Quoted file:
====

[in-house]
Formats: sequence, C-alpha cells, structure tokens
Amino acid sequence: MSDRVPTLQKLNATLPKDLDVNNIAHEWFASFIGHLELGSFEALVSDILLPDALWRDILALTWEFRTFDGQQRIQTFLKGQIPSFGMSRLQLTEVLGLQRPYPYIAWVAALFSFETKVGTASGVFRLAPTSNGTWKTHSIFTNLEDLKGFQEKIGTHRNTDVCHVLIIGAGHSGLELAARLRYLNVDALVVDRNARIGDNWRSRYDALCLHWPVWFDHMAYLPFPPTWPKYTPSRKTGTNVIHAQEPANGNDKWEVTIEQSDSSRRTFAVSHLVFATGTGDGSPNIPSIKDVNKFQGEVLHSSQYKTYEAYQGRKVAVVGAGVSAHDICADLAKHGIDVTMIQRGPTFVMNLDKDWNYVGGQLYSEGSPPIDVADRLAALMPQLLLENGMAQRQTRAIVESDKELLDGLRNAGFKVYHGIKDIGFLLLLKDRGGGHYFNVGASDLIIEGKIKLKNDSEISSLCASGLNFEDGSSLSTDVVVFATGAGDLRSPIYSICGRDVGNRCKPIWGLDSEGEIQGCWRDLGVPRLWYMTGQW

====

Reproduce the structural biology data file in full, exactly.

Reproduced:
[in-house]
Formats: sequence, C-alpha cells, structure tokens
Amino acid sequence: MSDRVPTLQKLNATLPKDLDVNNIAHEWFASFIGHLELGSFEALVSDILLPDALWRDILALTWEFRTFDGQQRIQTFLKGQIPSFGMSRLQLTEVLGLQRPYPYIAWVAALFSFETKVGTASGVFRLAPTSNGTWKTHSIFTNLEDLKGFQEKIGTHRNTDVCHVLIIGAGHSGLELAARLRYLNVDALVVDRNARIGDNWRSRYDALCLHWPVWFDHMAYLPFPPTWPKYTPSRKTGTNVIHAQEPANGNDKWEVTIEQSDSSRRTFAVSHLVFATGTGDGSPNIPSIKDVNKFQGEVLHSSQYKTYEAYQGRKVAVVGAGVSAHDICADLAKHGIDVTMIQRGPTFVMNLDKDWNYVGGQLYSEGSPPIDVADRLAALMPQLLLENGMAQRQTRAIVESDKELLDGLRNAGFKVYHGIKDIGFLLLLKDRGGGHYFNVGASDLIIEGKIKLKNDSEISSLCASGLNFEDGSSLSTDVVVFATGAGDLRSPIYSICGRDVGNRCKPIWGLDSEGEIQGCWRDLGVPRLWYMTGQW